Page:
Who Needs a Fracking Education? The Educational Response to Low-Skill Biased Technological Change
We explore the educational response to fracking, a recent technological breakthrough in the oil and gas industry, taking advantage of the timing of its diffusion and spatial variation in shale reserves. We show that fracking has significantly increased relative demand for less-educated male labor and high school dropout rates of male teens, both overall and relative to females. Our estimates imply that, absent fracking, the teen male dropout rate would have been 1 percentage point lower over 2011-15 in the average labor market with shale reserves, implying an elasticity of school enrollment with respect to earnings below historical estimates. Fracking increased earnings more among young men than teenage boys, suggesting that educational decisions respond to improved earnings prospects, not just opportunity costs. Other explanations for our findings, like changes in school quality, migration, or demographics, receive less empirical support.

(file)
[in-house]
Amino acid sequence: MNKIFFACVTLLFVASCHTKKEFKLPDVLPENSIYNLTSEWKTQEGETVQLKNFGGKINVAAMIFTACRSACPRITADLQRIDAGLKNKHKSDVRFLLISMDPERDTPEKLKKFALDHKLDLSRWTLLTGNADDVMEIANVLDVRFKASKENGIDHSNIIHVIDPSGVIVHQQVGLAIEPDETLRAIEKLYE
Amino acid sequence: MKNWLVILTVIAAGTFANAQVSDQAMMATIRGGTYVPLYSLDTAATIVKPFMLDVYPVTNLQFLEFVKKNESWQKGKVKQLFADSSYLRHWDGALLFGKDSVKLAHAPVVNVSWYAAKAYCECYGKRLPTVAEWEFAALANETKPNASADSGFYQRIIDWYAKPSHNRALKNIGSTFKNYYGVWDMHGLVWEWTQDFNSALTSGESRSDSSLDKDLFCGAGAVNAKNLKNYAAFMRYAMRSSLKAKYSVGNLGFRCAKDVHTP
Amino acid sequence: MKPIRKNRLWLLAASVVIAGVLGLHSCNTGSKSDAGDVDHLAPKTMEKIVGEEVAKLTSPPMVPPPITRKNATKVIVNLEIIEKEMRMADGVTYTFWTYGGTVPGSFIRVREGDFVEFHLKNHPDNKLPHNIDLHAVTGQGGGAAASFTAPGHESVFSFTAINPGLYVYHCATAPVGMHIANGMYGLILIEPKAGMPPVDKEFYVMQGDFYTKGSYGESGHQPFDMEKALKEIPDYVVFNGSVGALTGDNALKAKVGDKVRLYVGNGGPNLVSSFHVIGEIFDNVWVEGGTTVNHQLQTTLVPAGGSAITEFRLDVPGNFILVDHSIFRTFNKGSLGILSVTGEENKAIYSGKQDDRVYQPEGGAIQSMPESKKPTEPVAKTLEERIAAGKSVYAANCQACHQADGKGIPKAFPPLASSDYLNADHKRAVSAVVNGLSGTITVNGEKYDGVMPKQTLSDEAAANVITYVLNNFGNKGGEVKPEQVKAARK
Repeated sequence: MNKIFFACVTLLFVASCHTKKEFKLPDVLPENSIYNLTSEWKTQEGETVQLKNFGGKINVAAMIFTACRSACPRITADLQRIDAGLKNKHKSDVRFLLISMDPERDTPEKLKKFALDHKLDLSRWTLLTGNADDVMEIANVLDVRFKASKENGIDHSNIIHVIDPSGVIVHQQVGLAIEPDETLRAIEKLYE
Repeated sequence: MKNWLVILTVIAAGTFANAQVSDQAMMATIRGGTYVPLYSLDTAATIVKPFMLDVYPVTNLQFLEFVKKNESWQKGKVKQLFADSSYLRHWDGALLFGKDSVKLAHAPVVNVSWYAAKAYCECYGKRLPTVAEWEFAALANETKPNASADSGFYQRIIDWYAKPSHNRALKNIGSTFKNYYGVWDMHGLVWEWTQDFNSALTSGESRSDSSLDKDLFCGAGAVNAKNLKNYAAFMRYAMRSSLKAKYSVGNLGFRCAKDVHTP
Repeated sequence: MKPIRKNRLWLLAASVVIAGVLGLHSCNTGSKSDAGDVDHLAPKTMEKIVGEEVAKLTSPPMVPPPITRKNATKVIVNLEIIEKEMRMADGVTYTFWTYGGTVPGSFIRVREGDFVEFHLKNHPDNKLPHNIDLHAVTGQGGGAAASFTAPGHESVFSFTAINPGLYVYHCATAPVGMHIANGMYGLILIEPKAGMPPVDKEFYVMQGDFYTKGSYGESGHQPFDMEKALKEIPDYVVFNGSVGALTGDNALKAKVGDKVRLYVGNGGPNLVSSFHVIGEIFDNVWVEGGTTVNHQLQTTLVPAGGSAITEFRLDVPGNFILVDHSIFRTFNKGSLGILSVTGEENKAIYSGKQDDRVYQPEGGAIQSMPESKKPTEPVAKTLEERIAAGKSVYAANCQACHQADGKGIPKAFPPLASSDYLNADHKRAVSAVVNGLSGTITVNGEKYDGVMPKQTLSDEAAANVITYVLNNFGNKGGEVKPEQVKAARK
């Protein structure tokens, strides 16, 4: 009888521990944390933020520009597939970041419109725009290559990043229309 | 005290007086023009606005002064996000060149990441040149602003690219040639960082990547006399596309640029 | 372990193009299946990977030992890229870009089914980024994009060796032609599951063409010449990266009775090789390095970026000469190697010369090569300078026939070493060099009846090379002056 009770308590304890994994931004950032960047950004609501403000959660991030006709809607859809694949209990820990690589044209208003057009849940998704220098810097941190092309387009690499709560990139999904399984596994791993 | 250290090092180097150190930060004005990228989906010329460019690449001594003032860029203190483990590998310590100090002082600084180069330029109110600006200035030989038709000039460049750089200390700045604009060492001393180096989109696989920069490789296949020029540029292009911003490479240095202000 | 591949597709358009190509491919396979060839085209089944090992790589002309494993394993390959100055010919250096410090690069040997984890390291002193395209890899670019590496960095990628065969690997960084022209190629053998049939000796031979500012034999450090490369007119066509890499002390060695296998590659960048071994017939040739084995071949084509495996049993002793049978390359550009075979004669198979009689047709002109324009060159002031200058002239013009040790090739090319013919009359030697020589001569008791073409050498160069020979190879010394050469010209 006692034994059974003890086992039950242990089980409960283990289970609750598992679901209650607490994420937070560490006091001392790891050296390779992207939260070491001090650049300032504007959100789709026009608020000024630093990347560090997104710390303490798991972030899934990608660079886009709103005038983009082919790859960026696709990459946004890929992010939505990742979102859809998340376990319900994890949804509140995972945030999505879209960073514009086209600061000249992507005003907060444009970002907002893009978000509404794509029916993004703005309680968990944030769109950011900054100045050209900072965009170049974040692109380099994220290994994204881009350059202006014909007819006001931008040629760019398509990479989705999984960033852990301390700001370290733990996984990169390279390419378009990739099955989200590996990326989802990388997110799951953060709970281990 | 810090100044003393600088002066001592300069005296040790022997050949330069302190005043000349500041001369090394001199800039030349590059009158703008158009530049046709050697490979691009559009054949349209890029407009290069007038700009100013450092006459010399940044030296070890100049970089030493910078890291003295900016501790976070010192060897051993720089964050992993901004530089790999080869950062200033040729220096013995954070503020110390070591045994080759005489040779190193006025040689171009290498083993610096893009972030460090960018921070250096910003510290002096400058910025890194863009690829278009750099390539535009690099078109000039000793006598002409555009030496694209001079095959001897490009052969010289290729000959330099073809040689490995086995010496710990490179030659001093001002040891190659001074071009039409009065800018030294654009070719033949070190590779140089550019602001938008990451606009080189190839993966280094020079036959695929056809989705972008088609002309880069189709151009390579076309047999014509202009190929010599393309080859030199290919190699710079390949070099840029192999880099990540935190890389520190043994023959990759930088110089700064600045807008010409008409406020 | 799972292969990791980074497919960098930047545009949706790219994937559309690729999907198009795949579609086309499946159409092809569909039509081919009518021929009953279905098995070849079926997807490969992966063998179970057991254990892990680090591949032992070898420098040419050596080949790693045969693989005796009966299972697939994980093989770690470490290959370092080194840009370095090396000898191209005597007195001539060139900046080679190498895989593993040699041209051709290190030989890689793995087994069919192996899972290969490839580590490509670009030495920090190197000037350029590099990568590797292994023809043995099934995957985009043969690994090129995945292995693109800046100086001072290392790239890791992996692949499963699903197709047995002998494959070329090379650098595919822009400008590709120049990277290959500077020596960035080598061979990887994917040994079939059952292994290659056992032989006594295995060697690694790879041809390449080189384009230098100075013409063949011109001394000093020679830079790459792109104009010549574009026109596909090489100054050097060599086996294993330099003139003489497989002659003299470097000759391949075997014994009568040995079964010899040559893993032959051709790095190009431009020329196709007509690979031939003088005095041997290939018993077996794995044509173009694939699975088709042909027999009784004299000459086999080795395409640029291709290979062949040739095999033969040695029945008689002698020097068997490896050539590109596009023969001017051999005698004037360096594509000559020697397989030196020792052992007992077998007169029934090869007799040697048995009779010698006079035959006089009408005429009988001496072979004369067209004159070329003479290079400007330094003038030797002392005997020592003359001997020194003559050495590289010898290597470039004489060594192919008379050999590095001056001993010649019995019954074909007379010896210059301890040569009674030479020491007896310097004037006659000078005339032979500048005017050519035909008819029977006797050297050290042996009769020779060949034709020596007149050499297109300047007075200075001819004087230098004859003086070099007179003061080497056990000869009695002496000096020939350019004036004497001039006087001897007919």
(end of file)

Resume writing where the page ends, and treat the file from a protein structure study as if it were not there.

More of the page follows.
We thank James Feyrer, Erin Mansur, and Bruce Sacerdote for their assistance with the drilling data and helpful discussions, Lucinda Hall for her help in mapping the shale deposits, and seminar participants at Cornell University, Michigan State University, Williams College, the Fourth SOLE/EALE Annual Meeting, and the 2018 American Economic Association Annual Meeting, especially Na’ama Shenhav, for useful comments. We also thank Eric Edmonds, Ethan Lewis, and Andrew Samwick for helpful comments on Narayan’s earlier research, advised by Cascio, upon which this paper builds. The views expressed herein are those of the authors and do not necessarily reflect the views of the National Bureau of Economic Research.
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